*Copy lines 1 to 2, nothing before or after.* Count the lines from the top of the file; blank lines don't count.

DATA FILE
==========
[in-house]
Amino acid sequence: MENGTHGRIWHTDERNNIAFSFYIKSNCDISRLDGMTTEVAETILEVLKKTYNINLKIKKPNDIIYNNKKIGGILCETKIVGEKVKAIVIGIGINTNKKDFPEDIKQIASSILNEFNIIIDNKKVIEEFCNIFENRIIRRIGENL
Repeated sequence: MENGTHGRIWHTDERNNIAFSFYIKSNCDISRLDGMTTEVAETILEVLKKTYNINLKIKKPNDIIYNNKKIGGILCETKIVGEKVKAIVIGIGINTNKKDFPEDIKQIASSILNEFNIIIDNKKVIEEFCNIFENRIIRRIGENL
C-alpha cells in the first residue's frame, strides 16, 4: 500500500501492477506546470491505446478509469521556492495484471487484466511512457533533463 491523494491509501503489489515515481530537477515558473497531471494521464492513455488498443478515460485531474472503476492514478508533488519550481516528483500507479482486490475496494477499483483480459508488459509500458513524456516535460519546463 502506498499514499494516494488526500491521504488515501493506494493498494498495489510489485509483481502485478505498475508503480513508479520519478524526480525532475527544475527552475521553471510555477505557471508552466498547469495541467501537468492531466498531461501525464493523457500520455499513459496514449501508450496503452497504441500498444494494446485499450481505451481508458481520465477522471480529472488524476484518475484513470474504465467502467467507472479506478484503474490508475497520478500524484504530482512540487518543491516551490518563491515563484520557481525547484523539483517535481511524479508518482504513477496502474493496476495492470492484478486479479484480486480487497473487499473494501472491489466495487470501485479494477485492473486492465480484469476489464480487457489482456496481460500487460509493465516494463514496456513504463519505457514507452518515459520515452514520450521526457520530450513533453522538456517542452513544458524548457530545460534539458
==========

[in-house]
Amino acid sequence: MENGTHGRIWHTDERNNIAFSFYIKSNCDISRLDGMTTEVAETILEVLKKTYNINLKIKKPNDIIYNNKKIGGILCETKIVGEKVKAIVIGIGINTNKKDFPEDIKQIASSILNEFNIIIDNKKVIEEFCNIFENRIIRRIGENL